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Attacks/Breaches

Attackers Hit Ceiling in Ransomware Demands

New Bedford, Massachusetts' refusal to pay a $5.3 million ransom highlights how victim towns and cities may be hitting the limit to what they're willing to spend to speed recovery.

Cyber extortionists' ransom demands have surged in recent years, as ransomware cotinues to cripple the operations of manufacturers, hospitals, and — most recently — local governments.

Yet those demands may have hit an upper limit. 

On September 4, Mayor Jon Mitchell of New Bedford, Mass., announced that the town refused to pay a $5.3 million ransom demand to the operator that had infected municipal systems with a variant of Ryuk. Instead, the city responded with a $400,000 counteroffer, which would have been paid from an insurance reimbursement and "consistent with ransoms recently paid by other municipalities," Mitchell said during a press conference.

Yet the attacker refused, stalling the negotiation.

"The attacker declined to make a counteroffer, rejecting the cities position outright," Mitchell said. "Without a counteroffer, the city faced the prospect of negotiating against itself, a course that I would not entertain, even if using insurance proceeds. "

The attack and negotiation underscore that ransomware operators may be hitting the limit to what companies and organizations are willing to pay to speed recovery. In 2017, South Korean Web hosting provider Nayana paid $1 million to cybercriminals to recover 3,400 customer websites on roughly 150 Linux servers, but seven-figure payments are extremely rare.

Earlier this summer, Riviera Beach, Fla., agreed to pay 65 bitcoin, or $600,000, to extortionists to regain access to its municipalities' systems and data. A week later, Lake City, Fla., paid 42 Bitcoin, or $460,000, in ransom to decrypt data on its computer systems.

Local governments are among the most vulnerable targets because they generally do not have the money to hire top cybersecurity workers or providers, but they can't afford to have operations disrupted, says Adam Meyers, vice president of intelligence for security-services provider CrowdStrike. 

"[The attackers] go after organizations that have some sort of operational mandates — they have to be up and running," he says. "Local government can't afford to be down, so they are banking on these organizations paying the ransom because they don't have a choice."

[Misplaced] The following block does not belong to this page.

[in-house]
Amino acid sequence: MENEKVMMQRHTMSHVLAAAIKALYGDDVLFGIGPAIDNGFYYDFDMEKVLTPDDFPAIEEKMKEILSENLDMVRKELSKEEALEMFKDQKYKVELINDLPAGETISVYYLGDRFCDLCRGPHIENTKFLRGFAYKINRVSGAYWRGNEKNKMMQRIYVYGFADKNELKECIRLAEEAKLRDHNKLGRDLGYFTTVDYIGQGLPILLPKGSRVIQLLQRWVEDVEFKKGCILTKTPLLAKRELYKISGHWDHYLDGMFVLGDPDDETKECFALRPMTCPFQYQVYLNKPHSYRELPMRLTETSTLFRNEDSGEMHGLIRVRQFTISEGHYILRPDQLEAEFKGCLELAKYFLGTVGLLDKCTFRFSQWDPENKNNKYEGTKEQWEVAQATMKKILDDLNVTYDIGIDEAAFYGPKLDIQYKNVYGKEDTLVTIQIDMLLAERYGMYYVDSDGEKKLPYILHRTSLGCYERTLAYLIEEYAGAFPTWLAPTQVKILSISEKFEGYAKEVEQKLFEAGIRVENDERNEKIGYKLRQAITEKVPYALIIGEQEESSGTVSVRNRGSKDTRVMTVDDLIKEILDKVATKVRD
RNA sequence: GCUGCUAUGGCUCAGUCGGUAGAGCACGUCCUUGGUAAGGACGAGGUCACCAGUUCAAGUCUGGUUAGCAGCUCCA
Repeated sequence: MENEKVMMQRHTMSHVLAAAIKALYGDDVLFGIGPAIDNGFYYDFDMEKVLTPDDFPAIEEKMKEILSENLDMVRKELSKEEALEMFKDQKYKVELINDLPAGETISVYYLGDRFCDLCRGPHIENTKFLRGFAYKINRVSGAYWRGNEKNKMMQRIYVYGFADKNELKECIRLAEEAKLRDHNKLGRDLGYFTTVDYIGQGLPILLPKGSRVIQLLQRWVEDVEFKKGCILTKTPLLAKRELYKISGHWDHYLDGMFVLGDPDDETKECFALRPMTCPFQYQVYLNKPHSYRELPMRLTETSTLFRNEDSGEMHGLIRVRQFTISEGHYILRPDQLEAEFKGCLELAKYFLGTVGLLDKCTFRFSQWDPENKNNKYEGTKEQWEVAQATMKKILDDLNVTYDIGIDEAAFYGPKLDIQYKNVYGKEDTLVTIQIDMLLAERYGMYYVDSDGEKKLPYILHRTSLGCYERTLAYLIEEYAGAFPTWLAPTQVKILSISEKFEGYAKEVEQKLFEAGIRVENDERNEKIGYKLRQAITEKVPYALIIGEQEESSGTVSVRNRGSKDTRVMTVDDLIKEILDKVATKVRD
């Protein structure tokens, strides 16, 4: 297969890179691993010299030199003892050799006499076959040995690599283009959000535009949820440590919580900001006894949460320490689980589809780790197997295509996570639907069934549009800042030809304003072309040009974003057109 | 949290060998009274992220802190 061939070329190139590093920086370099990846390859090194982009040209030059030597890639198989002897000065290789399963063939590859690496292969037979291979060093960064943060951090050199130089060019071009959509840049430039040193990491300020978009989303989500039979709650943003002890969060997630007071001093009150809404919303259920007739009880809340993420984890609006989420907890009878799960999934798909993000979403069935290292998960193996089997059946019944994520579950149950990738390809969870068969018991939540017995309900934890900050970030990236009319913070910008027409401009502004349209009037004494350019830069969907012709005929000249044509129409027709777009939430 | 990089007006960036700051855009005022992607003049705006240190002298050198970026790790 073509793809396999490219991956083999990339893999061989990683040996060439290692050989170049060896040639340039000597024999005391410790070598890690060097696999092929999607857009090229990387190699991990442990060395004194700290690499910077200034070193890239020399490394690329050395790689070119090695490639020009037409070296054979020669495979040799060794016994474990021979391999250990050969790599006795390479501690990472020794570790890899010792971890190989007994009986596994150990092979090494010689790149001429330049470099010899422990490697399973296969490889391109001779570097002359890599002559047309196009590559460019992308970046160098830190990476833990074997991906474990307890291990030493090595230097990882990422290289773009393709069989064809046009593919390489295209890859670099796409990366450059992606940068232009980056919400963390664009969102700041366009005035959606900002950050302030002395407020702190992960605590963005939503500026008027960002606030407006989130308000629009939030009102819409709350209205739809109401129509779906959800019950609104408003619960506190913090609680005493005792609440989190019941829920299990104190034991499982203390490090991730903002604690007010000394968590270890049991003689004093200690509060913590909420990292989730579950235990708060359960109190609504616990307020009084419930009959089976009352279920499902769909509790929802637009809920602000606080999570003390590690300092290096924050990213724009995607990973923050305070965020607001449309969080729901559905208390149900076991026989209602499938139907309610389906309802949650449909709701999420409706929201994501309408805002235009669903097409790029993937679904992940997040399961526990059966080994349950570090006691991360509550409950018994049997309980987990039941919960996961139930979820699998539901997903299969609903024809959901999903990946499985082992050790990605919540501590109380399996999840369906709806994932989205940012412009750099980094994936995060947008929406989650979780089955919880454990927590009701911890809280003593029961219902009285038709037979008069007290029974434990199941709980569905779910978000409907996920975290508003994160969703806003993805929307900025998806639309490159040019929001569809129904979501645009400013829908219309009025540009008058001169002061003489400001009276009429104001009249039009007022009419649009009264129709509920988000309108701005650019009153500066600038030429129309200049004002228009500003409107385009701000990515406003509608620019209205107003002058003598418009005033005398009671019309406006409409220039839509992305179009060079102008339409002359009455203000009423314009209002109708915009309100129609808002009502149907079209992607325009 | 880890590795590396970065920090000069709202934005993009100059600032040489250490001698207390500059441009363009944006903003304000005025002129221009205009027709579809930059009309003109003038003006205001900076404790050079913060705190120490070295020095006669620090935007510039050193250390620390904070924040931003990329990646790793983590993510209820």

The attack on New Bedford came directly from that playbook.

In the early hours of July 5, the attackers activated a variant of the Ryuk ransomware on the network. Through a combination of "luck, skill, and system architecture," the city's manager of information system noticed odd behavior on the network and started taking down systems, Mayor Mitchell said. The IT professionals responded quickly enough to limit the spread of Ryuk to 158 systems, or about 4% of the cities total IT assets.

When the ransom demand came, the mayor decided to negotiate.

"The city was ... faced with the question of whether the task of restoring the computer system without obtaining an encryption key might justify a response to the ransomware [operators]," he said.

Towns are notoriously cash-strapped, which may restrain attackers to some degree. 

Taxpayers are not eager for their towns' governments to pay ransoms to cybercriminals. In a study of 2,200 US citizens, nearly 60% said they do not favor the use of taxpayer funds to pay ransom demands, according to a survey conducted by Morning Consult for IBM Security. More than 60% of those responding to the survey argued it is better to pay for recovery and improvement of the systems affected.  

"The use of ransomware to hold cities hostage for ransom payments continues to grow, and as those impacted pay off the attackers' ransom, the more the price continues to increase," Wendi Whitmore, vice president of threat intelligence for IBM Security, in a statement. "One common misconception is that paying the ransom immediately solves the problem, however doing so doesn't always guarantee swift recovery of infected devices. It requires significant time and investment to decrypt devices, and there's always the chance that paying criminals still won't result in unlocked files at all."

For the most part, ransomware operators will continue to attack companies, where the return on investment is much better than consumer-focused attacks, says Crowdstrike's Meyers. Allowing victims to name their price in negotiations runs counter to that trend.

"The ransom actors have some number they will allow you to negotiate to," he says. "If they reduce that number for one [victim], they have to do it for everyone."

In the end, the federal government may have to step up and help cities and local government protect their networks from attacks. Almost 90% of US citizens favor an increase in federal funding of cybersecurity to improve municipalities defenses, according to the IBM/Morning Consult survey.

Related Content:

Check out The Edge, Dark Reading's new section for features, threat data, and in-depth perspectives. Today's top story: "Meet FPGA: The Tiny, Powerful, Hackable Bit of Silicon at the Heart of IoT."

Veteran technology journalist of more than 20 years. Former research engineer. Written for more than two dozen publications, including CNET News.com, Dark Reading, MIT's Technology Review, Popular Science, and Wired News. Five awards for journalism, including Best Deadline ... View Full Bio
 

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